Interdepartmental Majors (B.A.)
Interdepartmental majors are available in some disciplines for students who are pursuing a Bachelor of Arts degree and who wish to combine two disciplines or subjects into an interdepartmental concentration area. Such students are required to complete a minimum of 40 credit hours but cannot exceed 62 credit hours in the interdepartmental major. However, a maximum of 22 major credit hours taken in excess of 62 may be counted toward the 122 minimum credit hours required for the degree. In no case may the total of credit hours outside the College and excess major credit hours exceed 22 credit hours.
For an undergraduate student pursuing a degree in the College of Arts and Sciences at Bloomington, the applicable degree requirements are those in effect at the time he or she matriculated at Indiana University (any campus) as a degree-seeking student. Students admitted for the fall semester who elect to take courses in the preceding summer will be bound by the degree requirements in effect for the fall for which they are admitted. A student who fails to complete a degree within eight years of matriculation will forfeit the automatic right to use the requirements in effect at the time of matriculation. Students in this situation with questions about remaining requirements should contact the College Recorder’s Office, Owen Hall.
The College of Arts and Sciences does not grant credit for courses that are considered remedial, such as MATH- M 014, MATH-M 025, SLST-T-060-079 (Intensive English Program) and SLST-T 101 (English Language Improvement). Credit hours, though counting toward enrollment status, do not accrue toward the total number required for a degree in the College. The grades for these courses do not count in the College of Arts and Sciences cumulative grade point average.
Students who have been away from Indiana University for at least five years, and who earned grades that make it impossible or very difficult to return to a College of Arts and Sciences degree program, may petition for a "restart." Under a restart, the College of Arts and Sciences will establish a new degree record for the student that will consist of courses previously taken that were completed with a minimum grade of C. Note that all Indiana University course work will remain on the student’s permanent record (the university transcript); this policy will affect only the student’s College of Arts and Sciences record.
Students will be eligible for consideration for this policy once a minimum of five years have passed since full-time or continuous part-time enrollment. Students will need to provide evidence that indicates a significant change in their ability to succeed in academic work. Reevaluation of fundamental skills may be necessary before the student can proceed. Students should petition for a restart as part of the readmission process. Students should contact the Undergraduate Academic Affairs Office, Owen Hall, to begin the petition process and to discuss the details of this policy.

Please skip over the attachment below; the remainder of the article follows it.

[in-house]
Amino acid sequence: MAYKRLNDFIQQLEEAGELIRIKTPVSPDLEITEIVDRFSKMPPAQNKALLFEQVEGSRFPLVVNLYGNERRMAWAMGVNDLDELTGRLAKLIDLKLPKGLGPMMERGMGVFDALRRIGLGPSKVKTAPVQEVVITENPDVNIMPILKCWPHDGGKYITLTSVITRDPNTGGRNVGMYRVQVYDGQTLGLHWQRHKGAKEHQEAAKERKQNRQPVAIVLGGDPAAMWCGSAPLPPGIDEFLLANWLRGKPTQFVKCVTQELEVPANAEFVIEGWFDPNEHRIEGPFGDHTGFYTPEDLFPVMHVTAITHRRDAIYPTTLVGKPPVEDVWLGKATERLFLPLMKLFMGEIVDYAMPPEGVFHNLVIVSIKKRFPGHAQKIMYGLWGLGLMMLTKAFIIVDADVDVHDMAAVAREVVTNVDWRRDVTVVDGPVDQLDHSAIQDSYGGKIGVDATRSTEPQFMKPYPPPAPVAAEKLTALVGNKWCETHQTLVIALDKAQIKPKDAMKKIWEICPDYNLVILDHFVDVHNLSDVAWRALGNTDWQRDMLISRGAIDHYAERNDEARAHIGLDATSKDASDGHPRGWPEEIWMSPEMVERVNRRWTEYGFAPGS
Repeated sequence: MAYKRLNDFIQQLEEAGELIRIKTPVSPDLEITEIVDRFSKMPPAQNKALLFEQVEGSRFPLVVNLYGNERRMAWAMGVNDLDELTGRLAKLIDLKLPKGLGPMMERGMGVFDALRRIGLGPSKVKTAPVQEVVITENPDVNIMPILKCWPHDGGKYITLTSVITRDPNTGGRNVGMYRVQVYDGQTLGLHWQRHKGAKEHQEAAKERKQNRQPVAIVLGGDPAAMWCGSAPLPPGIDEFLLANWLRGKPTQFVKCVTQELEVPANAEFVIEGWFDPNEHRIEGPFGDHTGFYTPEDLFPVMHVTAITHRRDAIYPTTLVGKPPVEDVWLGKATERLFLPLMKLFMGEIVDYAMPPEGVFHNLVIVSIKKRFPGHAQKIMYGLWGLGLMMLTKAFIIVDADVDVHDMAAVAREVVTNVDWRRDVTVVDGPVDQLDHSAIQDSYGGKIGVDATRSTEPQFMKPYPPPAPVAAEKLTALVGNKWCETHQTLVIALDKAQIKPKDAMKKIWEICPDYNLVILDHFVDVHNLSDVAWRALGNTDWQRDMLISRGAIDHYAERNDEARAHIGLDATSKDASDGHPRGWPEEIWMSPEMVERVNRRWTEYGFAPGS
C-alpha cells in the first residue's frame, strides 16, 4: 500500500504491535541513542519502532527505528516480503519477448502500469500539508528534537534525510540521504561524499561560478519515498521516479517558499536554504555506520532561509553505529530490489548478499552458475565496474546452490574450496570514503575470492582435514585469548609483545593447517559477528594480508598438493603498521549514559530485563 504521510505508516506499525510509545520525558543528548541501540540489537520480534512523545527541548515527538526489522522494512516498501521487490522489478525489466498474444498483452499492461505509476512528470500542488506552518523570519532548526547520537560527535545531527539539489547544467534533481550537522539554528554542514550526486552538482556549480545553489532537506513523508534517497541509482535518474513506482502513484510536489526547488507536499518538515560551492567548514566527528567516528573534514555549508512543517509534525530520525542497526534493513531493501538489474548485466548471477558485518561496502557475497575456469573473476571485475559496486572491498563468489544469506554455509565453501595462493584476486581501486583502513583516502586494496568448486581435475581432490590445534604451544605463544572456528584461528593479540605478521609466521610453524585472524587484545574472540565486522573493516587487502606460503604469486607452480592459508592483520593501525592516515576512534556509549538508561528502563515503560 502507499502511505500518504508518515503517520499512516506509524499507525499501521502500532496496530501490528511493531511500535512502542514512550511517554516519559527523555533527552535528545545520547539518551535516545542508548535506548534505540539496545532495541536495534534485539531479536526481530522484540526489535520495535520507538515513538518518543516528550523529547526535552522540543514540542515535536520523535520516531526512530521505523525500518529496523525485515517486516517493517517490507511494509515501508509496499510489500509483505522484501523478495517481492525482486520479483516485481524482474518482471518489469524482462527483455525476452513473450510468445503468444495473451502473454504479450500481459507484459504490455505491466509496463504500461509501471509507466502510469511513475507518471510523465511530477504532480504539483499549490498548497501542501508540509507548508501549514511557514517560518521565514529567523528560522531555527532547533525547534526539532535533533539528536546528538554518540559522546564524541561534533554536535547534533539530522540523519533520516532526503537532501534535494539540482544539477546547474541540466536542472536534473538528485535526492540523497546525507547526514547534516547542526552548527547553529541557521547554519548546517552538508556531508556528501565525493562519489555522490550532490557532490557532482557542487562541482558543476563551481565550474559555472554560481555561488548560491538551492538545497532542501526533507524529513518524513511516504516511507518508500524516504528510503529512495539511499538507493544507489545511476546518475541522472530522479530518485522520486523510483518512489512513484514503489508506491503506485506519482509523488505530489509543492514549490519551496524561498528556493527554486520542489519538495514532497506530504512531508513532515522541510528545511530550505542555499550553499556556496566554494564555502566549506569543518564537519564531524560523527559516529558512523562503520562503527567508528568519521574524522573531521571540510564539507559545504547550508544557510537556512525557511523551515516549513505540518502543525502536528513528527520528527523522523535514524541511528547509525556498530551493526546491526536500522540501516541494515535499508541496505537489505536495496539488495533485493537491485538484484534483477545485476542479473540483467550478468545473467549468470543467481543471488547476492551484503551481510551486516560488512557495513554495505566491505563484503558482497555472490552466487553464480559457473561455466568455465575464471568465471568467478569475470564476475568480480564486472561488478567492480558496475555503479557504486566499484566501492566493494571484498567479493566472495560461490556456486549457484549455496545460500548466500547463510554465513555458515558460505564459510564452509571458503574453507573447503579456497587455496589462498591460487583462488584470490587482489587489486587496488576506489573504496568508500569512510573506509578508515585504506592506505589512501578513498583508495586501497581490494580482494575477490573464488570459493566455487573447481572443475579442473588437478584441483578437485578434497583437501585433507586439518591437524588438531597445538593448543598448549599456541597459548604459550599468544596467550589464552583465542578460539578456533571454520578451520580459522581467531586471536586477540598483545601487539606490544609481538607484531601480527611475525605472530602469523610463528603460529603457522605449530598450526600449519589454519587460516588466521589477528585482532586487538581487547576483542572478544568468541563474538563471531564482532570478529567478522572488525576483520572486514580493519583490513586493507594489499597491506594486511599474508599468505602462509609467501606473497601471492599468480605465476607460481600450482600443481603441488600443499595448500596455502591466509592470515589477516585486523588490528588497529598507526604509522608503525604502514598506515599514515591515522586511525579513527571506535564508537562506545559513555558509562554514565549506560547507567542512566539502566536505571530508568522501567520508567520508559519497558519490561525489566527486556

Second Bachelor’s Degrees
In certain cases the Dean may admit Bachelor’s degree holders or students currently pursuing a Bachelor’s degree at IU Bloomington to candidacy for a second Bachelor’s degree. There are two types of second degrees, concurrent and sequential. A concurrent degree is one earned simultaneously with a first degree. A sequential degree is one earned subsequent to a first degree (earned at IUB or elsewhere). Admission to second degree candidacy is a selective process. Applicants must meet all eligibility requirements. Candidates for second degrees must complete all degree requirements for the College of Arts and Sciences and the major(s) that they are pursuing.
Students interested in pursuing a concurrent second degree should meet with the academic advisor for the intended major of the second degree to discuss both their eligibility and rationale for pursuing a second degree. Students should download the Second Bachelor’s Degree application from the College Recorder’s Office website and complete it before meeting with the advisor. Concurrent applications are accepted on a rolling basis.
Students interested in pursuing a sequential second degree should contact the College at email@example.com to request application information. Students who currently hold a Bachelor’s degree and wish to further their education in the same field of study as their first degree or in a closely related field should consider working toward admission to a graduate program instead of pursuing a second Bachelor’s degree. Students who are certain that they want to pursue a sequential second degree must provide a compelling rationale for pursuing a second Bachelor’s degree and evidence of their commitment to completing the second degree if admitted. Sequential application deadlines are April 1st for a fall start, and November 1st for a spring start. (International student deadlines are April 1st for a fall start, and September 15 for a spring start.)
Students with Disabilities